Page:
“In her memoir, All You Can Ever Know, Chung writes with an empathy that is careful to consider the perspectives of everyone involved in her adoption story: herself, her adoptive parents and her birth family…. Though Chung has been complicating most traditional, prepackaged adoption narratives throughout the book, it’s when she is faced with the differences in her own story that the lesson reveals itself to the reader — who begins to see just how varied adoption stories can be…. Though the story is intensely personal, it’s never myopic and, ultimately, it’s universal: a story about learning to grapple with our own identities, about learning where we belong, and about families.” —NPR Books
“The memoir All You Can Ever Know is written with all the style and narrative of great fiction, so it’s no surprise that acclaimed novelists Celeste Ng and Alexander Chee have sung its praises. The debut…traces the author’s life from being put up for adoption by her Korean parents when she was born prematurely in a Seattle hospital, to being raised by a white family in a sheltered Oregon town. Chung describes a childhood of constantly being the only nonwhite child in the room, of never seeing people who looked like her, and of facing prejudice because of it. As these and other layers of the seemingly uncomplicated adoption come to light, Chung highlights the difficulties not only of her unique situation, but of adoptees in general.” —Vanity Fair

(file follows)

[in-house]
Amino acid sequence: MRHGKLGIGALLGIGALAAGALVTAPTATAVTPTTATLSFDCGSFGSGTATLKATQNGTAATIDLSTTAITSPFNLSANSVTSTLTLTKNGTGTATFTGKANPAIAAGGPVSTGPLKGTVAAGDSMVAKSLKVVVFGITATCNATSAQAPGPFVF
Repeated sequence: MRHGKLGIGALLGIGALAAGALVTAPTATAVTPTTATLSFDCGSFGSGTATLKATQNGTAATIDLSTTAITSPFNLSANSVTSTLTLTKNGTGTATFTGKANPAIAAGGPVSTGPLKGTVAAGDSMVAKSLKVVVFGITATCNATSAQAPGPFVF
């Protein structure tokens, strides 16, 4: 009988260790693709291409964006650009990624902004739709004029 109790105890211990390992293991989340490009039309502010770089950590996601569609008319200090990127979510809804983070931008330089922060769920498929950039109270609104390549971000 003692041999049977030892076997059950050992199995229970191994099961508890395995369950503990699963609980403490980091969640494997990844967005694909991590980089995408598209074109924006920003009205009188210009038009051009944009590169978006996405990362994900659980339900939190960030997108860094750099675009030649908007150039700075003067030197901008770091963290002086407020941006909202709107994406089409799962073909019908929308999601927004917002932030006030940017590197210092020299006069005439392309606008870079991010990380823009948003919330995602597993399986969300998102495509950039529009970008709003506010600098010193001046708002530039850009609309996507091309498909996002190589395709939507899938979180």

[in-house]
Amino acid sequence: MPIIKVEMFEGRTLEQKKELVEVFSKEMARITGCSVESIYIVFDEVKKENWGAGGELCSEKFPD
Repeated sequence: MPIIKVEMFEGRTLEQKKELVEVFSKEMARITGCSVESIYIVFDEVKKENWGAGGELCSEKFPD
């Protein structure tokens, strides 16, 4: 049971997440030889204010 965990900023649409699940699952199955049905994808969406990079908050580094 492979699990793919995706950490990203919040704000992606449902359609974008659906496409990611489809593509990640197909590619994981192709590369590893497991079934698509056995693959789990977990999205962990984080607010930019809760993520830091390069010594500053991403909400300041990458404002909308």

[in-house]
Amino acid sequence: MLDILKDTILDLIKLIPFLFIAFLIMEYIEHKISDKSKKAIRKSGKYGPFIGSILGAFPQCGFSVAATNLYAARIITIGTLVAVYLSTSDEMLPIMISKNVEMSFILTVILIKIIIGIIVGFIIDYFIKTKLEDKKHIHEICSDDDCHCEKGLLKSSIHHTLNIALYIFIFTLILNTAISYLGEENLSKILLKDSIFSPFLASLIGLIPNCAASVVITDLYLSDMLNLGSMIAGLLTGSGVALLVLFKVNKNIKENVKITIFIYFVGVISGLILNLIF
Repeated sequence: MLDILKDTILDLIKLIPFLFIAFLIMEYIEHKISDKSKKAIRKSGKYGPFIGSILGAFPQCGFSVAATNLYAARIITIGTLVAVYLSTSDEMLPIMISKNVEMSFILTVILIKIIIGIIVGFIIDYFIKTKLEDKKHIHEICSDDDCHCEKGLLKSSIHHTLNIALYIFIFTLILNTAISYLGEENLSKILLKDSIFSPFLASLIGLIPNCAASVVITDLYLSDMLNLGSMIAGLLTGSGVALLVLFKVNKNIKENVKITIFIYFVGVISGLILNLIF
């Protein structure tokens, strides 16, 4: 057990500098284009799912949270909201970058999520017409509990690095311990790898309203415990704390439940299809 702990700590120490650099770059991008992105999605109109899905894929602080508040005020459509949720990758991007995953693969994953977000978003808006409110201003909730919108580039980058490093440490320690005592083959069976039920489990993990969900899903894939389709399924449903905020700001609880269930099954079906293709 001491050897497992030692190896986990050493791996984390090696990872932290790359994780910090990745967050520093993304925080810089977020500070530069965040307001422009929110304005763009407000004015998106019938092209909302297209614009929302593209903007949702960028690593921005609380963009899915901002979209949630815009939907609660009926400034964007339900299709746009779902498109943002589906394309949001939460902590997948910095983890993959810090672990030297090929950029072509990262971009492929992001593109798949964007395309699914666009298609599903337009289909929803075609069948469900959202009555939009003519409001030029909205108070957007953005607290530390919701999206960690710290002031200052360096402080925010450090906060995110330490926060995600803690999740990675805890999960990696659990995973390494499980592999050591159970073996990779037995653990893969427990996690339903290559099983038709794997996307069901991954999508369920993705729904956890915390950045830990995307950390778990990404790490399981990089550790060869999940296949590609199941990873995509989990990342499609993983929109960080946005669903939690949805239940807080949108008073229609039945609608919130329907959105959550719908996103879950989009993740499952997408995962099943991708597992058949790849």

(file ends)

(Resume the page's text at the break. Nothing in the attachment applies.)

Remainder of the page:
“Highly compelling for its depiction of a woman’s struggle to make peace with herself and her identity, the book offers a poignant depiction of the irreducibly complex nature of human motives and family ties. A profound, searching memoir about ‘finding the courage to question what I’d always been told.’” —Kirkus
“With clarity, grace, and no small amount of courage, Chung has written a powerful memoir about her experience as an adoptee, an Asian-American, a daughter, a sister, and a mother. All You Can Ever Know is a candid and beautiful exploration of themes of identity, family, racism, and love. And while the answers Chung finds in her search for the birth family she never knew are fascinating, the power of this book lies in Chung’s willingness to ‘question the things [she’d] always been told,’ even while knowing that she might find unsettling truths and an origin story unlike what she’d always thought had existed. Though this book is specific to Chung’s experience and an important example of the complexities inherent to transracial adoption, its words will resonate deep within the core of anyone who has ever questioned their place in their family, their community, and the world.” —NYLON
“Following a season of (wonderful) books about motherhood, Nicole Chung’s memoir stands out for its broadening of the discussion, exploring the complicated consequences of interracial adoption…. All You Can Ever Know is the messy navigation of Chung’s new reality — her working out the boundaries of these people who are both kin and strangers…and her exploration of the profound, ever-shifting meaning of family.” —BuzzFeed
“[An] insightful memoir…. Chung’s clear, direct approach to her experience, which includes the birth of her daughter as well as her investigation of her family, reveals her sharp intelligence and willingness to examine difficult emotions.” —Booklist
“She’s one of my favorite essayists of all time, the kind who expands my mind with every sentence and makes me reconsider everything.” —Gary Shteyngart, for Vulture
St. Martin's Griffin